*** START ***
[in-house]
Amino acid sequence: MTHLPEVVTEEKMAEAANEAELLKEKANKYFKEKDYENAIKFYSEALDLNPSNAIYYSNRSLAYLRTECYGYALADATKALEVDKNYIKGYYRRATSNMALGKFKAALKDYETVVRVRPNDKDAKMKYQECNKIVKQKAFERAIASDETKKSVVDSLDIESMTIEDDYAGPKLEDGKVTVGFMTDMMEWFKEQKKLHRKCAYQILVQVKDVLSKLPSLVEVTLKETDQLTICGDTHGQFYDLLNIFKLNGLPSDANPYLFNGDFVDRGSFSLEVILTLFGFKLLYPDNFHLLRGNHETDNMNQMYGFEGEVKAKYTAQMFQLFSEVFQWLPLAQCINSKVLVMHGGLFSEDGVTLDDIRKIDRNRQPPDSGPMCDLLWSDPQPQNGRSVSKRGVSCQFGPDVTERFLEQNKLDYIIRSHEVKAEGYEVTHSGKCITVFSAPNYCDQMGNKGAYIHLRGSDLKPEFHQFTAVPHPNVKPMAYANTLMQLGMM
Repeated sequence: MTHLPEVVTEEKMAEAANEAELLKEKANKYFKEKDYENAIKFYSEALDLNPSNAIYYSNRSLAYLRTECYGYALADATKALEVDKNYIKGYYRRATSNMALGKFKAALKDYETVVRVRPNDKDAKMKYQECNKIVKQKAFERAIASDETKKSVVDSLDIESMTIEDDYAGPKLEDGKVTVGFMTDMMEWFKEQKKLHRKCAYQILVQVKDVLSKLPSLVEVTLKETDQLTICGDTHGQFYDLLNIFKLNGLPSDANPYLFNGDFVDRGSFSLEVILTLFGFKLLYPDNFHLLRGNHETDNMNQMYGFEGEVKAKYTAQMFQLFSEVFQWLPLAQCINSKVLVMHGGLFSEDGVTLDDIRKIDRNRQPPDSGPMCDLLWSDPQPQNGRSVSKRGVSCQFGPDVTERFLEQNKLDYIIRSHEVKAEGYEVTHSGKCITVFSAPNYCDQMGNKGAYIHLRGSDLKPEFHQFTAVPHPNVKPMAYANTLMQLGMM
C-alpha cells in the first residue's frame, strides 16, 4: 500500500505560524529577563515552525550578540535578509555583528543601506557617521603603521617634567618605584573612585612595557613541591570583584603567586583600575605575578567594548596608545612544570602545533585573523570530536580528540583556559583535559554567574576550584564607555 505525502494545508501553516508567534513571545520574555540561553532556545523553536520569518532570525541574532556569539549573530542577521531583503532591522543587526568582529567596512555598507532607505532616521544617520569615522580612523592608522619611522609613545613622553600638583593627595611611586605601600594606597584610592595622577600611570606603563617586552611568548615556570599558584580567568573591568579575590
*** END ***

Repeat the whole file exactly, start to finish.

[in-house]
Amino acid sequence: MTHLPEVVTEEKMAEAANEAELLKEKANKYFKEKDYENAIKFYSEALDLNPSNAIYYSNRSLAYLRTECYGYALADATKALEVDKNYIKGYYRRATSNMALGKFKAALKDYETVVRVRPNDKDAKMKYQECNKIVKQKAFERAIASDETKKSVVDSLDIESMTIEDDYAGPKLEDGKVTVGFMTDMMEWFKEQKKLHRKCAYQILVQVKDVLSKLPSLVEVTLKETDQLTICGDTHGQFYDLLNIFKLNGLPSDANPYLFNGDFVDRGSFSLEVILTLFGFKLLYPDNFHLLRGNHETDNMNQMYGFEGEVKAKYTAQMFQLFSEVFQWLPLAQCINSKVLVMHGGLFSEDGVTLDDIRKIDRNRQPPDSGPMCDLLWSDPQPQNGRSVSKRGVSCQFGPDVTERFLEQNKLDYIIRSHEVKAEGYEVTHSGKCITVFSAPNYCDQMGNKGAYIHLRGSDLKPEFHQFTAVPHPNVKPMAYANTLMQLGMM
Repeated sequence: MTHLPEVVTEEKMAEAANEAELLKEKANKYFKEKDYENAIKFYSEALDLNPSNAIYYSNRSLAYLRTECYGYALADATKALEVDKNYIKGYYRRATSNMALGKFKAALKDYETVVRVRPNDKDAKMKYQECNKIVKQKAFERAIASDETKKSVVDSLDIESMTIEDDYAGPKLEDGKVTVGFMTDMMEWFKEQKKLHRKCAYQILVQVKDVLSKLPSLVEVTLKETDQLTICGDTHGQFYDLLNIFKLNGLPSDANPYLFNGDFVDRGSFSLEVILTLFGFKLLYPDNFHLLRGNHETDNMNQMYGFEGEVKAKYTAQMFQLFSEVFQWLPLAQCINSKVLVMHGGLFSEDGVTLDDIRKIDRNRQPPDSGPMCDLLWSDPQPQNGRSVSKRGVSCQFGPDVTERFLEQNKLDYIIRSHEVKAEGYEVTHSGKCITVFSAPNYCDQMGNKGAYIHLRGSDLKPEFHQFTAVPHPNVKPMAYANTLMQLGMM
C-alpha cells in the first residue's frame, strides 16, 4: 500500500505560524529577563515552525550578540535578509555583528543601506557617521603603521617634567618605584573612585612595557613541591570583584603567586583600575605575578567594548596608545612544570602545533585573523570530536580528540583556559583535559554567574576550584564607555 505525502494545508501553516508567534513571545520574555540561553532556545523553536520569518532570525541574532556569539549573530542577521531583503532591522543587526568582529567596512555598507532607505532616521544617520569615522580612523592608522619611522609613545613622553600638583593627595611611586605601600594606597584610592595622577600611570606603563617586552611568548615556570599558584580567568573591568579575590